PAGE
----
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From the depths of despair to Pulitzer Prize: One writer’s story

If we didn’t know better, we might read excellent literature and assume that it all flows effortlessly from the writer’s pen.

That “flow state” isn’t the norm for most writers. Some struggling writers become so discouraged they wonder if they’re cut out to be writers. This happened to Pulitzer Prize-winner Junot Diaz when he wrote his first novel. He was stalled. He agonized over his pages. Still, he kept at it for five years. Then he became so discouraged and burned out that he considered another career. But he dug out his manuscript and started in again. He finally published his novel a decade after he first began writing it.

Díaz’s novel, The Brief Wondrous Life of Oscar Wao, won the Pulitzer Prize in 2008. It was named #1 Fiction Book of the Year” by Time magazine and spent more than 100 weeks on the New York Times bestseller list, establishing itself – with more than a million copies in print – as a modern classic.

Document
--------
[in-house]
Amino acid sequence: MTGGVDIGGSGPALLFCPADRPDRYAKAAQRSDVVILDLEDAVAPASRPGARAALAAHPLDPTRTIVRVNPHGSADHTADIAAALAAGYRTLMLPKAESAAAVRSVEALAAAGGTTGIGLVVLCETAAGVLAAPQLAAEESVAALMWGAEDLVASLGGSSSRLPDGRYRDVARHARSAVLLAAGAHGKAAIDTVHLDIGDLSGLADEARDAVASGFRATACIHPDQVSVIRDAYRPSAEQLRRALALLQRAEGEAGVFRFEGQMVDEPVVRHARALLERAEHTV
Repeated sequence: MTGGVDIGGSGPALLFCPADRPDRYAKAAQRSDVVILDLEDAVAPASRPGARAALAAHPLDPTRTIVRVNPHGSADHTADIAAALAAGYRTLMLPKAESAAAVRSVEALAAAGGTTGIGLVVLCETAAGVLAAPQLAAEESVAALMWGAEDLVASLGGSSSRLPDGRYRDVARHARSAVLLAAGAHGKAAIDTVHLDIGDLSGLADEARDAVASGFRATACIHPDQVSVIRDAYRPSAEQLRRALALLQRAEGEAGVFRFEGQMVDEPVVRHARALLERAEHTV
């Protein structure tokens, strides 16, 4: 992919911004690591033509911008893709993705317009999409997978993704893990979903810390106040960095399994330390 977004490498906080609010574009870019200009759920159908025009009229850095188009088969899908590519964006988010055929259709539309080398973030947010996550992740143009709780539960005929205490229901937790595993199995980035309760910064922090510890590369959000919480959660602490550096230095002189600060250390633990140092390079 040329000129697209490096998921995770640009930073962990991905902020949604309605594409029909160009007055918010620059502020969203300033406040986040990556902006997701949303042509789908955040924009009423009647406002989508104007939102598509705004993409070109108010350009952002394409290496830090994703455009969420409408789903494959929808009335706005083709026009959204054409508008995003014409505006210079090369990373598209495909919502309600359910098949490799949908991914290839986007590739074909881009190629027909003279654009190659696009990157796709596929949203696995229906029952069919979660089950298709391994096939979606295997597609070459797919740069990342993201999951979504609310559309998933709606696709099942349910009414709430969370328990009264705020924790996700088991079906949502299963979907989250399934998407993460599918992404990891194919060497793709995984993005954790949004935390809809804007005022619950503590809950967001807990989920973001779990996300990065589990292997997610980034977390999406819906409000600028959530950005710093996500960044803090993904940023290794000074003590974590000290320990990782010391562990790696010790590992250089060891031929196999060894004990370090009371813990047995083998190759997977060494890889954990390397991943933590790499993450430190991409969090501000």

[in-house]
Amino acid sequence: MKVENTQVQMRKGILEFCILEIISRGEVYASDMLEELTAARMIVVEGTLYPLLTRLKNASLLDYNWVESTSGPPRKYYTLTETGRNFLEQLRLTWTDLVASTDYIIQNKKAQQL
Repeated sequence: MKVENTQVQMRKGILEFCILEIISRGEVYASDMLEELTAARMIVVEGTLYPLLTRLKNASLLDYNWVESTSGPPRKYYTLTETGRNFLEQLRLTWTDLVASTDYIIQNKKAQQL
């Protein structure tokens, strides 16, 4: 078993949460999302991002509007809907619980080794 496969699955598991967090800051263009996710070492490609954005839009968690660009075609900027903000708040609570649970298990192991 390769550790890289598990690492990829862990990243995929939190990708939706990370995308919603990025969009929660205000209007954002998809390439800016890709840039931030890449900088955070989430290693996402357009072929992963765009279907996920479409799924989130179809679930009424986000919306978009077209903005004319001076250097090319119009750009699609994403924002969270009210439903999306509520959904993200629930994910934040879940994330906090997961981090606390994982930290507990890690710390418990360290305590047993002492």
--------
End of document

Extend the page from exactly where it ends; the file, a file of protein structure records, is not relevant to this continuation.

Díaz also won other major awards and prizes, including the National Book Critic’s Circle Award, the PEN/Malamud Award, the PEN/O. Henry Prize, the Dayton Literary Peace Prize, and the Anisfield-Wolf Award.

For more details about his writer’s journey and a dose of inspiration, read his account of what made him become a writer. As Diaz says, it’s not the tale of how he came to write the novel, but how he became a writer — “Writers keep writing anyway.”

His most recent book is a collection of short stories, This Is How You Lose Her.

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